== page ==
Vincent van Gogh made the painting “Wheatfield with Crows” in July 1890. This painting is commonly stated as the final painting by the great artist, and it can be seen now in the Van Gogh Museum. However, there are no historical records that prove it to be his last painting.
“Wheatfield with Crows” is the most disputed painting among all of Van Gogh’s works. There are many interpretations for this work; some even say that it is a suicide note by the artist. The threatening sky, the flock of crows, and dead-end path are said to indicate the life’s end coming near.
Many people also compare this piece of work to an important letter by Van Gogh. In that letter, he relates himself to a bird in a cage and comments, “But then the time comes when migratory birds fly away. A fit of melancholy – he’s got everything he needs, say the children who look after him – but the sky is brooding and stormy, and deep within he is rebelling against his misfortune. ‘I am in a cage, I am in a cage, and I’ve got everything I need, fools! I’ve got everything I could possibly want! Ah, dear God, freedom – to be a bird like the other birds! A human idler of this variety is just like a bird that idles in the same way.”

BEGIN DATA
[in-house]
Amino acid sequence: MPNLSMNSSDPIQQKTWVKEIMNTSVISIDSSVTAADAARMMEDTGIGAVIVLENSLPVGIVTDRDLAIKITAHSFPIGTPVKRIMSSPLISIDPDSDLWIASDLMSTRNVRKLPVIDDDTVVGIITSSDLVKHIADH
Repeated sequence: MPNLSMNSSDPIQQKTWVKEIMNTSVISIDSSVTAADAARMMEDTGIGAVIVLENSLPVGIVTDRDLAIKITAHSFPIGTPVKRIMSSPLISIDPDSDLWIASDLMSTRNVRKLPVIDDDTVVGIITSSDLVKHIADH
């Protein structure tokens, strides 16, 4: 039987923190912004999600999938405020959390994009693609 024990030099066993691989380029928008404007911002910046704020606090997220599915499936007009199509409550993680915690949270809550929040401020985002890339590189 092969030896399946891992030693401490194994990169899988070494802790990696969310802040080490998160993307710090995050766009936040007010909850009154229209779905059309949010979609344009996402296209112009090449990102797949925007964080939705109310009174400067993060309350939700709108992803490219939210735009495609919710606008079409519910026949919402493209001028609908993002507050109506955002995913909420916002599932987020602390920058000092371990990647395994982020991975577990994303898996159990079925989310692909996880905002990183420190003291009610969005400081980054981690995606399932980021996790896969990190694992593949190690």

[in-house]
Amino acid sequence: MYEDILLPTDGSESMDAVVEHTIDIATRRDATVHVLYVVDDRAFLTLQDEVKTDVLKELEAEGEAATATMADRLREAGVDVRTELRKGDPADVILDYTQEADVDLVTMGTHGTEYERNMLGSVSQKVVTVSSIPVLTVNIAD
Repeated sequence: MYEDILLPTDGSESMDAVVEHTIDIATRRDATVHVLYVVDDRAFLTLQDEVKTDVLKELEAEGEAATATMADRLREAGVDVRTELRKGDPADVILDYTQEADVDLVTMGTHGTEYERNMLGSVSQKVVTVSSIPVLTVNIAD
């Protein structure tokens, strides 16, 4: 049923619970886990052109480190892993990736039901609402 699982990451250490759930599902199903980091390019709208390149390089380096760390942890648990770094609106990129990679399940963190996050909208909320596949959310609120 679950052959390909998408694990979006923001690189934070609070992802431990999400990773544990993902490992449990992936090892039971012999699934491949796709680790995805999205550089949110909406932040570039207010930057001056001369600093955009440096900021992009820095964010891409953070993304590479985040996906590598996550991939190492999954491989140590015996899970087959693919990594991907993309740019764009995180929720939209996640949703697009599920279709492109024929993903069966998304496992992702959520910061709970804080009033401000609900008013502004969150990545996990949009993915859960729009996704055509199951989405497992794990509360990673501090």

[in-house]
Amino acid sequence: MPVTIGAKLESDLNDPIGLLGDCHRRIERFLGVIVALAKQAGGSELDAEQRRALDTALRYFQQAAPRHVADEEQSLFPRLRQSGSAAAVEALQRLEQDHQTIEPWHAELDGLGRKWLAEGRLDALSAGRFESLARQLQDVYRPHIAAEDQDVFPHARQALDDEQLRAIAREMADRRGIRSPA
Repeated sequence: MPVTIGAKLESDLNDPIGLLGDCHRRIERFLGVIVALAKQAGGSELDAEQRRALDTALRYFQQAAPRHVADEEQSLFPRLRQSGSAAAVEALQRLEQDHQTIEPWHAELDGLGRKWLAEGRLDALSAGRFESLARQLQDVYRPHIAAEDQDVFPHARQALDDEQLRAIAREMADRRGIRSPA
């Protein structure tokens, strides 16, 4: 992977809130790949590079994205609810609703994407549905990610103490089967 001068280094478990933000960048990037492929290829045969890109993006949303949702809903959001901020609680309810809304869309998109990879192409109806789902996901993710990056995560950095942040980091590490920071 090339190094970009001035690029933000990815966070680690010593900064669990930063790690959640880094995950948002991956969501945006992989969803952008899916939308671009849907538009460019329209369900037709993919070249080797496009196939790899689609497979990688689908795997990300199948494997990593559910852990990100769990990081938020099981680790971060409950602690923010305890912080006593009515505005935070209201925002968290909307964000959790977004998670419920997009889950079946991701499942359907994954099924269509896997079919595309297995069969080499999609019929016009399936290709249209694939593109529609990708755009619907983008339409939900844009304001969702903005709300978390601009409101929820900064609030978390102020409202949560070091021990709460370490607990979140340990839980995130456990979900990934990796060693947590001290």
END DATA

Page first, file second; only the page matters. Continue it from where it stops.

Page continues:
In this painting, Van Gogh used a brilliant combination of colors, which include the blue contrasts of sky, yellowish orange wheat, and red path with green grass. Below are some other interesting facts about this painting.
- The famous painter shot himself in the stomach at the same wheat field he had painted. Both Van Gogh and his brother Theo are laid to rest in the cemetery facing wheat fields in Auvers-sur-Oise.
- In 1889, before he completed his painting, Van Gogh wrote that wheat is symbolic to the ripening of human life. In Christian tradition, wheat is the symbol of divine love, and to the famous artist, it also symbolized fruits of manual labor.
- During the last months of Van Gogh’s life in 1890, he used double square canvases of two 50 x 100 cm canvases for his paintings and this can be seen in the painting “Wheatfield with Crows” too.